by Mark Gabrish Conlan • Copyright © 2011 by Mark Gabrish Conlan • All rights reserved
The film was Sing Me a Love Song, one of an interesting package of “B” musicals from the 1930’s Turner Classic Movies showed in one afternoon, one of the movies Warner Bros. made with operatic tenor James Melton, whom they signed with great fanfare and put in a movie called Stars Over Broadway with Busby Berkeley doing the dance direction. Apparently they were hoping Melton might be their Nelson Eddy, but they seem to have lost faith in Stars Over Broadway even before it was finished, since they cut from the film an elaborate number Berkeley had wanted to do to the song “September in the Rain” in which he would have staged a chorus line of dancing trees. Berkeley never got over the fact that he wasn’t allowed to film his dancing-tree fantasy (and the song “September in the Rain,” now a standard, had to wait two years before it was formally introduced in a film even though snatches of it can be heard in the background score to Stars Over Broadway) and the incident led to his decision to leave Warners once his contract was up.
As for Melton, Stars Over Broadway was a flop and so he got bounced down to the “B” unit for this one, a trifling tale which begins with Melton as department-store heir Jerry Haines, Jr., singing with an orchestra playing in a bandshell located at the end of a swimming pool in Palm Beach, Florida, doing a pretty ghastly song called “That’s the Least You Can Do for the Ladies” (Harry Warren and Al Dubin wrote the songs for this one but they run the gamut from mediocre to dreadful — apparently they were saving all their good songs from the period for the Busby Berkeley spectaculars), when he receives a delegation from his store in the persons of Messrs. Barton (Hobart Cavanaugh) and Willard (Charles Halton), saying that the place is suffering financially and he needs to come to New York and take charge personally. About the last thing Jerry wants to do with his life is run a department store, but he hits on an idea: as long as he’s going to be stuck with the store, the very least he can do is learn how it functions from the bottom up, so he asks for a job in the music department — where he’s already met, and started to cruise, song demonstrator Jean Martin (Patricia Ellis), who of course has responded to him with hate at first sight — under the assumed name “Jerry Hanley.”
What makes this one special is the supporting cast, a virtual who’s-who of comic-relief actors of the time (though Franklin Pangborn and Frank McHugh aren’t represented): Hugh Herbert as kleptomaniac Siegfried Hammerschlag (Herbert’s “woo-woo” act could get tiresome at times, but this film offers him a rare opportunity to shine as a physical comedian); ZaSu Pitts as Jean’s accident-prone co-worker Gwen, who’s broken so many records, musical instruments and whatnot (in one scene she takes a huge bass drum with a torn drumhead and says she’s going to cart it home on the subway because “as long as I’m paying for it, I might as well keep it”) that she’s lucky if she can take home $2 after all the docks from her pay; Allen Jenkins as her fiancé, elevator operator Christopher Cross (little did we know that someday there’d be a terminally bland and boring singer of that name!), who claims that he and Jerry Haines, Jr. are “just like that” and therefore he can lobby Jerry to get anything he wants, from having the employees’ lunch room redone to rehiring people who get fired; and Walter Catlett as supercilious floor manager Sprague.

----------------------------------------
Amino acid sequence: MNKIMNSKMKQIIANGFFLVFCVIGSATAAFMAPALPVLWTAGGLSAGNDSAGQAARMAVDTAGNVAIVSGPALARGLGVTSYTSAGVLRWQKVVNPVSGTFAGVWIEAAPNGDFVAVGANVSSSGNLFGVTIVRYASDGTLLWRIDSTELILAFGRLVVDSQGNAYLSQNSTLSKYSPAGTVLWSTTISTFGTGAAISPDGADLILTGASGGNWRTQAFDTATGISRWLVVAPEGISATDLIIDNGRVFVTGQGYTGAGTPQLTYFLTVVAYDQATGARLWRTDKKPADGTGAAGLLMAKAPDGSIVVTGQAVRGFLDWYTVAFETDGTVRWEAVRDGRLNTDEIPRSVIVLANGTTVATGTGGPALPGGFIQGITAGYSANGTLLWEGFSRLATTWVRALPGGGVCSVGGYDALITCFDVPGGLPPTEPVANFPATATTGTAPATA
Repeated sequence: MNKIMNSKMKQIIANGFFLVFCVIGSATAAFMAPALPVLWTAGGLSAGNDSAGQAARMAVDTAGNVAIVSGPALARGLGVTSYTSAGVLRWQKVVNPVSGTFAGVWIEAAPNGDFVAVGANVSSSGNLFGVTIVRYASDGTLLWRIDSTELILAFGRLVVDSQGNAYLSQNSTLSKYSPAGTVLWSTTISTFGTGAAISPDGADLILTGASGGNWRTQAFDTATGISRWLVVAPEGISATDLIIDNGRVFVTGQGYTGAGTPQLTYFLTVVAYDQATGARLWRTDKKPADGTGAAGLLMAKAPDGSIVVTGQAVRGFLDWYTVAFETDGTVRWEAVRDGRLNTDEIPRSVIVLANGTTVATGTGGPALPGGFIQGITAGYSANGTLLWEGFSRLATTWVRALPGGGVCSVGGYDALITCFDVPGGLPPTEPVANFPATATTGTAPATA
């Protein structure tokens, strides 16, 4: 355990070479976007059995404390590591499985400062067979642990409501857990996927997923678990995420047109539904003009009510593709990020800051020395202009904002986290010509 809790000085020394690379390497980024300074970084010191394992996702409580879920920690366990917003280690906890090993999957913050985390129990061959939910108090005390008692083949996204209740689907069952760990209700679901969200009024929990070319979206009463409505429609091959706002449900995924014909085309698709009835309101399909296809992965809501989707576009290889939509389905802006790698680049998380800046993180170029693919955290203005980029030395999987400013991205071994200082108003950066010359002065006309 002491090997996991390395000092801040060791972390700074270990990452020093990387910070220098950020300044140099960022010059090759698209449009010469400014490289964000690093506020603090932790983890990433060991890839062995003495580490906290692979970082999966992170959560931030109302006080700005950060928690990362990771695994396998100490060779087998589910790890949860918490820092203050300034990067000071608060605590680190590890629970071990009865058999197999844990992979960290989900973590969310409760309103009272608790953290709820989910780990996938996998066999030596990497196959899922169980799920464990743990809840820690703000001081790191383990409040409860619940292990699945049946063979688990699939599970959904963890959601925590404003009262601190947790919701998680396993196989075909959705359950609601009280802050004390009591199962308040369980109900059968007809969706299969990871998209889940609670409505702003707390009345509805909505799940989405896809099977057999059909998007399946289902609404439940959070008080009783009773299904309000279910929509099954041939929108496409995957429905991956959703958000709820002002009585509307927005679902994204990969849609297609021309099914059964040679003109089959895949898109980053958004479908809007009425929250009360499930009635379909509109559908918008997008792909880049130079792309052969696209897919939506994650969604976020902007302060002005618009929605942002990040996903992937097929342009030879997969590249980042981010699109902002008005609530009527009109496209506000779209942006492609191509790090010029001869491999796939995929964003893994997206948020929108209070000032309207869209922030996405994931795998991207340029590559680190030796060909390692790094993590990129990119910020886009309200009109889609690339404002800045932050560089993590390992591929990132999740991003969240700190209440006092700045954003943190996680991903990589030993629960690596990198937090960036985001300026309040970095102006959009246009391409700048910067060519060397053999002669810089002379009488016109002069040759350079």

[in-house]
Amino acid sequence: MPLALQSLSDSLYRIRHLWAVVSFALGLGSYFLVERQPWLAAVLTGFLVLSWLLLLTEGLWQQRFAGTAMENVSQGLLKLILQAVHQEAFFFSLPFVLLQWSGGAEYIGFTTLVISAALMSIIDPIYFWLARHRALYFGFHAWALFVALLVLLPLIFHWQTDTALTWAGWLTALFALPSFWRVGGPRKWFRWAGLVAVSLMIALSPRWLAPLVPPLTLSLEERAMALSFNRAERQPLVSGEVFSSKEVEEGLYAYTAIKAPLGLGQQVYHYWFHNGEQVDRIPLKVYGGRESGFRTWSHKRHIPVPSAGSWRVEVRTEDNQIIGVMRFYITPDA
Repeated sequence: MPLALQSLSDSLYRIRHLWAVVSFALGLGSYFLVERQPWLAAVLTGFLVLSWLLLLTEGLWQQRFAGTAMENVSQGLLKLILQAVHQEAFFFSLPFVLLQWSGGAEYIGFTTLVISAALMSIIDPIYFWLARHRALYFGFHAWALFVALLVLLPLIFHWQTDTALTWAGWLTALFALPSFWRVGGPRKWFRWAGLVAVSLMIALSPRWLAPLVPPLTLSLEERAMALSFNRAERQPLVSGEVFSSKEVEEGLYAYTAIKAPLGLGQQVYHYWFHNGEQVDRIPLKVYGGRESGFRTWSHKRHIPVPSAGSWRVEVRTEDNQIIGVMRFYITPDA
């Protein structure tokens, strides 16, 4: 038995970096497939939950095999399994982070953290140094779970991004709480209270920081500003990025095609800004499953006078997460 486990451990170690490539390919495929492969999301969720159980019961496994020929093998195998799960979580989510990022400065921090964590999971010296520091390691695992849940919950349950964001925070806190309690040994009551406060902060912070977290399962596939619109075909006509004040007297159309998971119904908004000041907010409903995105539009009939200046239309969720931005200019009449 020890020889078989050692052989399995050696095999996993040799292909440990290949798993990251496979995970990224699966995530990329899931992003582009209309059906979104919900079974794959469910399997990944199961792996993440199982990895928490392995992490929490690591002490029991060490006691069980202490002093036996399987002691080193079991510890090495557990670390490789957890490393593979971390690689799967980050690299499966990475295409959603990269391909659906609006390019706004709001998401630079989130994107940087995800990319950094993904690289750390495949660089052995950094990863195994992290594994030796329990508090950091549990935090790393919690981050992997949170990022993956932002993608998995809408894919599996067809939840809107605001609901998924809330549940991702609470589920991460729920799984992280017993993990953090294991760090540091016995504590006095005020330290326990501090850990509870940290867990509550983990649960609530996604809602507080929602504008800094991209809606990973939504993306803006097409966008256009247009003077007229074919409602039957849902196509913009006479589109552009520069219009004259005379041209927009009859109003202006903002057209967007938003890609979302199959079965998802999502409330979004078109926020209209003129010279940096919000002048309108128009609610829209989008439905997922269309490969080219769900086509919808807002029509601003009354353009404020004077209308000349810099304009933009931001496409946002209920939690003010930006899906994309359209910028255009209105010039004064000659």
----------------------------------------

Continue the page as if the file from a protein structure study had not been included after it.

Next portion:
The film moves through several reels of romantic and comic intrigue, as Jerry is determined to get Jean to date him — one of their dates ends up with both of them in jail because Jerry has “borrowed” an evening outfit for Jean from the store and taken her to a fancy nightclub, and they’re arrested for shoplifting and burglary — and Chris accidentally discovers that two of the four directors of the store company, Malcolm (Charles Richman) and Goodrich (Granville Bates), are deliberately running the store into the ground (they’ve ordered $250,000 worth of unsaleable merchandise) so Haines can be driven out and they can take the store over. It all ends happily, of course, with Jerry revealing himself — and Jean, with the idiocy of the typical movie ingénue of the day, uses that as an excuse to leave him and forces him to assign Chris the task of tracing her — and, using an idea Jean had had earlier of running a mobile department store on a train so customers in the hinterlands can purchase goods straight from New York without the hassle of ordering them by mail, Jerry bails the store out of financial trouble and ends up with a going business and Jean back at his side.
Sing Me a Love Song is a charmingly plotted film with a high laugh quotient — its most surrealistic scene comes towards the end, when Jerry discovers that Siegfried Hammerschlag is the son of the owner of United Railways, and he agrees not to prosecute Siegfried for shoplifting if the Hammerschlags (Siegfried has a father and two brothers, and all four Hammerschlags are played by Hugh Herbert!) will give him a train for his mobile-store idea — though James Melton’s singing gets a bit wearying after a while: he’s got a fine voice but it doesn’t seem to go with his rather pasty face, and as with a lot of other singers with operatic backgrounds Hollywood imported and tried to make stars out of in the 1930’s, actual hard-core opera (after his movie career petered out with just one more film, Melody for Two, he returned to New York and the Met, and he got to record the love duet and aria “Addio, fiorito asil” from Madama Butterfly for an RCA Victor album of excerpts that also featured Licia Albanese) suited him much better than the lukewarm pop songs he got to sing here, and it’s easy to guess why the movie stardom that had found Lawrence Tibbett, Grace Moore, Nelson Eddy and Jeanette MacDonald eluded James Melton.